Distinct lipid compositions of two types of human prostasomes

Proteomics. 2013 May;13(10-11):1660-6. doi: 10.1002/pmic.201200348. Epub 2013 Apr 2.


Prostasomes are vesicles secreted by prostate epithelial cells and found in abundance in seminal plasma. They regulate aspects of sperm cell function and are also thought to prevent immune-mediated destruction of sperm cells within the female reproductive tract. In a previous study, we isolated two distinct populations of prostasomes, differing both in size and protein composition, from the seminal fluid of vasectomized men. In the current study, we characterized the lipid content of these two prostasome populations. Both prostasome types had an unusual lipid composition, with high levels of sphingomyelin (SM), cholesterol, and glycosphingolipids at the expense of, in particular, phosphatidylcholine. The different classes of glycerophospholipids consisted mainly of mono-unsaturated species. The sphingosine-based lipids, SM and the hexosylceramides, were characterized by a near absence of unsaturated species. The two types of prostasome differed in lipid composition, particularly with regard to the relative contributions of SM and hexosylceramides. Potential implications of the lipid compositions of prostasomes for the mechanisms of their formation and function are discussed.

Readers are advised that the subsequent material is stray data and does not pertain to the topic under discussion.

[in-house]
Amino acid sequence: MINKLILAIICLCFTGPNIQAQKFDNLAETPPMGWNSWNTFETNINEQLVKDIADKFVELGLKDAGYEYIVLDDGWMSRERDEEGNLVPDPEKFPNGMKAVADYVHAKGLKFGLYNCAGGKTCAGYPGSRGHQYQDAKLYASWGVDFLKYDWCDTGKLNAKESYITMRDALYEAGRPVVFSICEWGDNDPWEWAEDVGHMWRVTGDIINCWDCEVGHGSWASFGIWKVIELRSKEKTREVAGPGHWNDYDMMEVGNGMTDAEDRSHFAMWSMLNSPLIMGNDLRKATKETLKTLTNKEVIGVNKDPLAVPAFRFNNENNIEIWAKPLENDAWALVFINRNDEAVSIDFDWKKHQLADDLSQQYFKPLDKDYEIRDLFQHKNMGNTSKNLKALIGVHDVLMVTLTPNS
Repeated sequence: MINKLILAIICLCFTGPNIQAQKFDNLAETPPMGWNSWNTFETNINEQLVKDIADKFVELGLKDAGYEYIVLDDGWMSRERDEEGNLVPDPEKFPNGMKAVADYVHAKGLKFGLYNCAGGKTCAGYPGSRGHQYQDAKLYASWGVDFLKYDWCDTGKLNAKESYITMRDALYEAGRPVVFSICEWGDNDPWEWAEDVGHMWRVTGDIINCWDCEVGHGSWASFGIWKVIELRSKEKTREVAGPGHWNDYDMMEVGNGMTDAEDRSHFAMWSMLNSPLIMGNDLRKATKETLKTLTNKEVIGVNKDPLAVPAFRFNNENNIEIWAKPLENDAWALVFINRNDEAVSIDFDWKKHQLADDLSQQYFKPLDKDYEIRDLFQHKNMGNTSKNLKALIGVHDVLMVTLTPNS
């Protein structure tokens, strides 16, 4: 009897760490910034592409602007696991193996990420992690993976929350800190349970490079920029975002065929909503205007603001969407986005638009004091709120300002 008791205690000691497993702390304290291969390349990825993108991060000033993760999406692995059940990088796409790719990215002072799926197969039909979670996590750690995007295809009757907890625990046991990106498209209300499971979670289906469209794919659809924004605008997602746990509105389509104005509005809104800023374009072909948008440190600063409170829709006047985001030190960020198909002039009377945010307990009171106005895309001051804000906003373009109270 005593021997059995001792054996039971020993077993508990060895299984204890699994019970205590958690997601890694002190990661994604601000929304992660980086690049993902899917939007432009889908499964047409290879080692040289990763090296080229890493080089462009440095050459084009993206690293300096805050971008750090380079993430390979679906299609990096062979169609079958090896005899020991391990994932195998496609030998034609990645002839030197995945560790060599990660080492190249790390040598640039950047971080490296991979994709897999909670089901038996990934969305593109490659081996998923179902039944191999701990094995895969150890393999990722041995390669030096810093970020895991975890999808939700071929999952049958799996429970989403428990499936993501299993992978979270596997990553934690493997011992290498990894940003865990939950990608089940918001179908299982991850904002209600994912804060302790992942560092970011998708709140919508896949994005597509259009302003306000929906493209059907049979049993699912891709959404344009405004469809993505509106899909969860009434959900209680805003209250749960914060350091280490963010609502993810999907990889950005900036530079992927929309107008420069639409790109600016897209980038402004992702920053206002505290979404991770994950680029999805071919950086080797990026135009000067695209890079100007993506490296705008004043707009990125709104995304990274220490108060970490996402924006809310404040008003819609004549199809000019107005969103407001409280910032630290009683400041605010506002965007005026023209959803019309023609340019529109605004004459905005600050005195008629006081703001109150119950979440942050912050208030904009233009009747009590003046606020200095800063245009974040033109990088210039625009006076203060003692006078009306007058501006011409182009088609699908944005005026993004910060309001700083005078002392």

MeSH terms

  • Cholesterol / metabolism
  • Epithelial Cells / metabolism
  • Exosomes / metabolism*
  • Glycerophospholipids / metabolism
  • Humans
  • Lipid Metabolism
  • Male
  • Phosphatidylcholines / metabolism*
  • Phospholipids / metabolism*
  • Prostate / cytology
  • Prostate / metabolism
  • Semen / metabolism
  • Sphingomyelins / metabolism


  • Glycerophospholipids
  • Phosphatidylcholines
  • Phospholipids
  • Sphingomyelins
  • Cholesterol